Erich Salomon

A master of the candid photograph.

Before the Leica popularized the candid snap in the hands of the likes of Cartier-Bresson, there was Erich Salomon (1886-1944) and his Ermanox.

With f/1.8 lens and plates.

The lens was very fast for the time and the body took glass plates 6 x 4.5cm (2.4″ x 1.8″). Leicas came with an f/3.5 Elmar as standard, whereas the faster 50mm Leitz f/2 Summar was not introduced until 1933. By contrast, the Ermanox with its f/1.8 lens was first sold by Ernemann, a German maker, in 1924, so it’s not hard to see why Salomon favored it. 2 stops may not seem that much in the day of 6,400 ISO digital, but film was 5-10 ISO at best back then, a full 10 stops slower! In addition to the faster lens, the negative only needed half as much enlargement for the same size print compared to the Leica, reducing apparent movement blur and grain.

Clunky as the camera may be, with the plates meaning only one snap at a time, this German master made the best of what he had, and pulled off great photojournalistic snaps in the 1920s and 1930s before the Nazi killing machine chewed him up at Auschwitz. Salomon was a German Jew, training in engineering and law before devoting himself to photography, something we can all be grateful for.

I was vividly reminded of his work when contemplating the current spectacle of Europe’s evil, corrupt men (and now women) destroying all around them in the interest of self rather than that of their fellow human beings. They call this a Union?

Evil men, wondering how to safeguard their supply of brandy and cigars.

The picture shows various purported diplomats at the 1930 Second Hague Reparation Conference where the assembled victors of 1918 are trying to figure out how to squeeze dry what is left of Germany in the name of war reparations. Brilliant economic concept that – tax the poor into oblivion, drive them to extremism. Among the collected toadies are Louis Loucheur, French Minister of Labor, holding his hands to his eyes, the poor tired dear; French Premier André Tardieu wondering when the cognac would run out. Next is Germany’s Foreign Minister Dr. Julius Curtius, (all Germans are Doctors, it’s a well known fact), yet to realize that he would soon be so much chopped meat. Henri Cheron, French Finance Minister, is on the right, seated in the high-backed chair, hoping his mistress is in town.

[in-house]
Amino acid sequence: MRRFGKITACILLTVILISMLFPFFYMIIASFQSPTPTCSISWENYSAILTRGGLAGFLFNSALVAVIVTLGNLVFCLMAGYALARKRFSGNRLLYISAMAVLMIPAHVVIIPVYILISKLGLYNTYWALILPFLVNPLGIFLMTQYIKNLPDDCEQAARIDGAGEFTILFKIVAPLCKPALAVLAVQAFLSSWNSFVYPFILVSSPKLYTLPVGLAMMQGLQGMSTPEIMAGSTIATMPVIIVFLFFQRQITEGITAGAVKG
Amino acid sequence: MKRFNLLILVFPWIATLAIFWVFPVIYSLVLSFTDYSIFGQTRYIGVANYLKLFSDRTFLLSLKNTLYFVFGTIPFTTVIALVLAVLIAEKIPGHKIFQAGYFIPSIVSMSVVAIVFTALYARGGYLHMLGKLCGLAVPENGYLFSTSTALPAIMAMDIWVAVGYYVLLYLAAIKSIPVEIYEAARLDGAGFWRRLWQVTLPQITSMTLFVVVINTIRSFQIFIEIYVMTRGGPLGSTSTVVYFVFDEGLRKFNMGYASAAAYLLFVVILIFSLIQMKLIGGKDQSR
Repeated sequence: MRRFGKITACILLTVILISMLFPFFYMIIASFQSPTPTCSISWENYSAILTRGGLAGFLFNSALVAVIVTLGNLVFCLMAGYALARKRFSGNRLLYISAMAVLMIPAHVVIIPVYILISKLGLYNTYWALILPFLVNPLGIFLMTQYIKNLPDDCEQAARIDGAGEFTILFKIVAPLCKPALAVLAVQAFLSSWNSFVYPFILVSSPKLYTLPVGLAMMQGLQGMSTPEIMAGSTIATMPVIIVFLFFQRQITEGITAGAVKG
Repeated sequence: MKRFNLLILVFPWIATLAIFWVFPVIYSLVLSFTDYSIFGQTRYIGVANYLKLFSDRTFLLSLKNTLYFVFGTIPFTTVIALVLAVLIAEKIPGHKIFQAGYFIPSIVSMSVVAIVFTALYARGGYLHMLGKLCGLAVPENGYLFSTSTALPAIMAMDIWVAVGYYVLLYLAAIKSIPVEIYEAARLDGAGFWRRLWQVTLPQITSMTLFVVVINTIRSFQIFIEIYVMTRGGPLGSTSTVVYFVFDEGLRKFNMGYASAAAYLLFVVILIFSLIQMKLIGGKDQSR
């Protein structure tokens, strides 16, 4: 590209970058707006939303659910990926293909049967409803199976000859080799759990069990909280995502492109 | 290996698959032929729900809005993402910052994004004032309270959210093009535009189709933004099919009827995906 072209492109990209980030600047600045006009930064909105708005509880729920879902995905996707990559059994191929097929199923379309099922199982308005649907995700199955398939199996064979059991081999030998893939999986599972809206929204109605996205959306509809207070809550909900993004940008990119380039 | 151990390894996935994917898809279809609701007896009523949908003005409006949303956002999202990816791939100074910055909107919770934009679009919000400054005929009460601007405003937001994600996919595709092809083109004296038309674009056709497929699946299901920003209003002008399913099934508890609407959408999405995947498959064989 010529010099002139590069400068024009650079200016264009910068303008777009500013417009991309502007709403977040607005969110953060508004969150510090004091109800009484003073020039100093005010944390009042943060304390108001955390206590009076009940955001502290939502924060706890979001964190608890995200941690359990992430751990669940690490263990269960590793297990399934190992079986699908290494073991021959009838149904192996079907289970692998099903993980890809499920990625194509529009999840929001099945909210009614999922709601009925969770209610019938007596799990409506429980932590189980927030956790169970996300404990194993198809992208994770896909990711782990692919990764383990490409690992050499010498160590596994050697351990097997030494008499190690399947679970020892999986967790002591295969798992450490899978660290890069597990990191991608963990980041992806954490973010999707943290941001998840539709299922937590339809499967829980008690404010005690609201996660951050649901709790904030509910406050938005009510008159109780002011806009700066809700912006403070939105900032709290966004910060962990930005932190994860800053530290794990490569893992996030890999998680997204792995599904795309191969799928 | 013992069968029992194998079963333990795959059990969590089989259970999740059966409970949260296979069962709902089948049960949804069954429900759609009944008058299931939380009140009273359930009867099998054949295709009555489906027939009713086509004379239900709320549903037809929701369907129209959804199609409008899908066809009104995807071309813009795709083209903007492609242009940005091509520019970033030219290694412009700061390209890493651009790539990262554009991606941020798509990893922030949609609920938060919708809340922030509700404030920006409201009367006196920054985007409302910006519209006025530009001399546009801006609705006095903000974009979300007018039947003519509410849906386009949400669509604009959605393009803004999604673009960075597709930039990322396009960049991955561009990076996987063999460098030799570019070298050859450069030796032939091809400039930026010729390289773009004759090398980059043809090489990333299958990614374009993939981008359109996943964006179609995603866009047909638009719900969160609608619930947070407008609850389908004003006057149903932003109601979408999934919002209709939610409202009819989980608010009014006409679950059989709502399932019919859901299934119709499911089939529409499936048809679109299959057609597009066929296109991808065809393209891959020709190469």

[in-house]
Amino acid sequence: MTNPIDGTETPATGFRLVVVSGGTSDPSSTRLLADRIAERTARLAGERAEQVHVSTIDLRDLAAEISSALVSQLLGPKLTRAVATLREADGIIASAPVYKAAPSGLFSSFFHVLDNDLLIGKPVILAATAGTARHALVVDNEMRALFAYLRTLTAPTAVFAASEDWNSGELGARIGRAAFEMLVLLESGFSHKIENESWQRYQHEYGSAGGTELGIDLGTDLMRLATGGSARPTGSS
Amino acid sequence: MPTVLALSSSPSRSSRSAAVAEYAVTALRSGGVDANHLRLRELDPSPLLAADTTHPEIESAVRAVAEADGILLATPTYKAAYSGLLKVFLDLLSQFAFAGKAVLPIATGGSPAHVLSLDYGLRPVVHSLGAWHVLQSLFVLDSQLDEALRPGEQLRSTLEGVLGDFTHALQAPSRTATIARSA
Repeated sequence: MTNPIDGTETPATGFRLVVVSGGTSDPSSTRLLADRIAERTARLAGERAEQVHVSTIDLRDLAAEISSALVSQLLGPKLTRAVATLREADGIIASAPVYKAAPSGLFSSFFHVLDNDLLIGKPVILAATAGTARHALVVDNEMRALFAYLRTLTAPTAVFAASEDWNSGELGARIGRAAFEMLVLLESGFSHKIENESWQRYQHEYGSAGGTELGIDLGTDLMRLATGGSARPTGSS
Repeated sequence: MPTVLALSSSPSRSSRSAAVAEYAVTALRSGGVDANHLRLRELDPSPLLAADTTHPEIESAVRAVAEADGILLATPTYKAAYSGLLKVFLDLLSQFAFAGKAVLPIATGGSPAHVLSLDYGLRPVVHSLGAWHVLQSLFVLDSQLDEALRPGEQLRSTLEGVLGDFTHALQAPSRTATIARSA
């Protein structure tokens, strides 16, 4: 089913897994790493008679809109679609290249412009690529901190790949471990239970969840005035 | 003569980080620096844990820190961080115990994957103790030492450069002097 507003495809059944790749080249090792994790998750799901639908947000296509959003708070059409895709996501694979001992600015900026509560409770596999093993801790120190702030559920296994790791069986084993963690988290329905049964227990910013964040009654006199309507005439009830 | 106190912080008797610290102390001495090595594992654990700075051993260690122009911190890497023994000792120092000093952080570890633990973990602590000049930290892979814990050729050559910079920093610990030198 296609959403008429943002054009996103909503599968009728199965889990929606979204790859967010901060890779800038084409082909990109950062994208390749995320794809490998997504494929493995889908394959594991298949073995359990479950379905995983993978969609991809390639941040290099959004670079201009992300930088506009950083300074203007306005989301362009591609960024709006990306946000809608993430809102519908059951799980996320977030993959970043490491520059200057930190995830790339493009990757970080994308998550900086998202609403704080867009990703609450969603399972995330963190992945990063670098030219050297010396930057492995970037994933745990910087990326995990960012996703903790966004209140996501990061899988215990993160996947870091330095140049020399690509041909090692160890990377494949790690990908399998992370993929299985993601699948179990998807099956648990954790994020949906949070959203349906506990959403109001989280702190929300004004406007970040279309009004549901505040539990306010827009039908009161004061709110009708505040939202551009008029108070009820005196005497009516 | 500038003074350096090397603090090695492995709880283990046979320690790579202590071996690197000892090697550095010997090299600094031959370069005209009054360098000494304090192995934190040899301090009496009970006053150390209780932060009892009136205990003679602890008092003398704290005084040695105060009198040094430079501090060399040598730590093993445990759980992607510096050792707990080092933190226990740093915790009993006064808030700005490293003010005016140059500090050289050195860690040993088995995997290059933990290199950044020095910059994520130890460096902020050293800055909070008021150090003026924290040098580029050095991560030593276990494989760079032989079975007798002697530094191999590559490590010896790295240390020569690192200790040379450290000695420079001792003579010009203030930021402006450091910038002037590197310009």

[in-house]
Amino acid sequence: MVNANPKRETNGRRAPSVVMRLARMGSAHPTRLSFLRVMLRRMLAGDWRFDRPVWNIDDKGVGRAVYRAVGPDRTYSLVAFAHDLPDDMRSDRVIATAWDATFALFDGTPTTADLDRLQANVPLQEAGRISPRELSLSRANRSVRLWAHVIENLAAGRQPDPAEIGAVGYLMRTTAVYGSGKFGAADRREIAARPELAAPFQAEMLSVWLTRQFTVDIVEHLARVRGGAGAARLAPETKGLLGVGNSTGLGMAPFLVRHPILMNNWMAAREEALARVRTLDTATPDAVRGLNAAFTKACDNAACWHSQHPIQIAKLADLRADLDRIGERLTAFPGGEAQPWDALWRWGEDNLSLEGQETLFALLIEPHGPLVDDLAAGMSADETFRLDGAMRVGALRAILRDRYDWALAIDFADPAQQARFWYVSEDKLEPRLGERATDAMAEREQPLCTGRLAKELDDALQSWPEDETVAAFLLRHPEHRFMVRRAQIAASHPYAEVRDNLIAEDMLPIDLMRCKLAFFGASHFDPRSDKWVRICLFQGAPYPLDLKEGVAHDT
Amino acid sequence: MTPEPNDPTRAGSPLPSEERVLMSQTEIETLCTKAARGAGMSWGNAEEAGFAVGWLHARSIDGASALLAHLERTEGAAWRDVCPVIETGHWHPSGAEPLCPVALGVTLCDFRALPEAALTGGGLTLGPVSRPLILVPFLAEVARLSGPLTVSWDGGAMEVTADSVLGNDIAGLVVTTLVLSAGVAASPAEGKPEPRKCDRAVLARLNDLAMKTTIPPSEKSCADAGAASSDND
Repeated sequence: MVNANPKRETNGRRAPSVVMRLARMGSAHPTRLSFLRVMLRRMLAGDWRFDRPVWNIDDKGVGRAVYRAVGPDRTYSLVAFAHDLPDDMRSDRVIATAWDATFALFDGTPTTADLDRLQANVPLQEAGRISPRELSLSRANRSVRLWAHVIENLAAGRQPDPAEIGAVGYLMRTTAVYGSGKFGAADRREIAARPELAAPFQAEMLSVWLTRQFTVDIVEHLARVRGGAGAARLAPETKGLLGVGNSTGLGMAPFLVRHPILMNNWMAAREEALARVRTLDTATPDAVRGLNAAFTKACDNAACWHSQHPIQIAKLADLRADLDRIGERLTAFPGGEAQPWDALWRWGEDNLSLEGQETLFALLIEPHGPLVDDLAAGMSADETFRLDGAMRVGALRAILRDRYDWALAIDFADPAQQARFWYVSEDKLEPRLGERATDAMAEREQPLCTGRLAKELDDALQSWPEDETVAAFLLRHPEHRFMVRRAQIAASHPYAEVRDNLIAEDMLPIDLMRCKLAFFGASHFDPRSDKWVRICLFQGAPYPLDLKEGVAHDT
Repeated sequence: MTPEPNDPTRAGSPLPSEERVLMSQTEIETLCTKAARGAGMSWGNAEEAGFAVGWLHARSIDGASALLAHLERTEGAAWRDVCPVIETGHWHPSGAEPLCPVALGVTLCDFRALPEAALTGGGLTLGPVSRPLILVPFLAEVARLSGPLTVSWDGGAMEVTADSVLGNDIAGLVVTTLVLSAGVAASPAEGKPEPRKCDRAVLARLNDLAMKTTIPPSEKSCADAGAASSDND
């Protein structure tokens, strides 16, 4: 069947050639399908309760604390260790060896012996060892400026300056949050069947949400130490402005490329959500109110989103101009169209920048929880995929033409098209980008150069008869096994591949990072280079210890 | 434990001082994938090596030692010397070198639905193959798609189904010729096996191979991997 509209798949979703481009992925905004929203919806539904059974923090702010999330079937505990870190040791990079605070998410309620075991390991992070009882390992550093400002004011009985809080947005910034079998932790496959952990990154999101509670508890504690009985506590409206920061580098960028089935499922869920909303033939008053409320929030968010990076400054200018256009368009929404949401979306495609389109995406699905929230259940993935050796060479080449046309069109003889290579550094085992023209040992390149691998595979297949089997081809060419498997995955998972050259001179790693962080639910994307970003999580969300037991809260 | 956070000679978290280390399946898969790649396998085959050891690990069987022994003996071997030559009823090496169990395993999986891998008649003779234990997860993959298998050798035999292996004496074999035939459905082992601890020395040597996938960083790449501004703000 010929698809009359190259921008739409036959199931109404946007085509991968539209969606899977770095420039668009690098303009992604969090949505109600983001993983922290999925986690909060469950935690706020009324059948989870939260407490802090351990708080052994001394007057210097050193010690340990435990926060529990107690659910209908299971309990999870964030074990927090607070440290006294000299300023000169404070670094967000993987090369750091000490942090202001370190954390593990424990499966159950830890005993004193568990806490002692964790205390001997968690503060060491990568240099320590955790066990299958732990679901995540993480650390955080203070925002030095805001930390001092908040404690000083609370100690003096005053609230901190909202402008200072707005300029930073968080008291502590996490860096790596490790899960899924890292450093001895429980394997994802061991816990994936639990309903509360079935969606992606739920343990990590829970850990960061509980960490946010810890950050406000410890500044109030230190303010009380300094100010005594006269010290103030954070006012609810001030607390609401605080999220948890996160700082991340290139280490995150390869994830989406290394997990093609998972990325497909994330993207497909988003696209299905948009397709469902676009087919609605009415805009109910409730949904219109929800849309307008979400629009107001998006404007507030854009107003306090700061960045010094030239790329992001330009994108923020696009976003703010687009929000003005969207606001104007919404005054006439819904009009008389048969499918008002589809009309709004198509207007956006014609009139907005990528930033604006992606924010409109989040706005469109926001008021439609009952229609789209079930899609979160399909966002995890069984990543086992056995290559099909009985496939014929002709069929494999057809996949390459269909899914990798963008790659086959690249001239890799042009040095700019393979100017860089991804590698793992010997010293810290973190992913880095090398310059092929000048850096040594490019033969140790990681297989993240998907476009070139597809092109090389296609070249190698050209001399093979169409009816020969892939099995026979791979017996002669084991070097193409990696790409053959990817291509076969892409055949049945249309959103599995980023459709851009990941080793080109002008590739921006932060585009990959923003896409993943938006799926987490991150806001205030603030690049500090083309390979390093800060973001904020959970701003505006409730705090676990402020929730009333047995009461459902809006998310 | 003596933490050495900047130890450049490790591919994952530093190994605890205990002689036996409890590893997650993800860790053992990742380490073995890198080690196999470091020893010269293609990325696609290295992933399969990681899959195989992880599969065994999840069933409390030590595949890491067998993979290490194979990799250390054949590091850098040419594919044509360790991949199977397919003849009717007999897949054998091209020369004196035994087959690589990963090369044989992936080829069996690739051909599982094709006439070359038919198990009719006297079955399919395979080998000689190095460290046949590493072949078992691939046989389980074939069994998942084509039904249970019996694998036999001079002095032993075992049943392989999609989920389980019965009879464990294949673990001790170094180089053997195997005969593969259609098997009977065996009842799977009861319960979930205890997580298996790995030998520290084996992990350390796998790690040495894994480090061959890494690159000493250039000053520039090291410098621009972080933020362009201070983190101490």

What caused this flashback? After all, these were pictures I had first seen when knee high to a grasshopper. Well, just look what is being done to the poor nations of Europe right now by the rich ones. And it’s the same lot, with all their expenses paid by the taxpayer, residing in their fancy palaces, transported in chauffeur driven bulletproof limousines, with legions of servants, wondering how to best screw the taxpayer while preserving their life of comfort and sloth.

Former French Prime Minister Aristide Briand points to
Salomon whom he dubbed ‘The King of Indiscretion”. 1930.
Such a witty, charming rogue, that Aristide.

How sad that Erich Salomon was murdered by the same evil men whom he so ably portrayed. Truly a great photojournalist.

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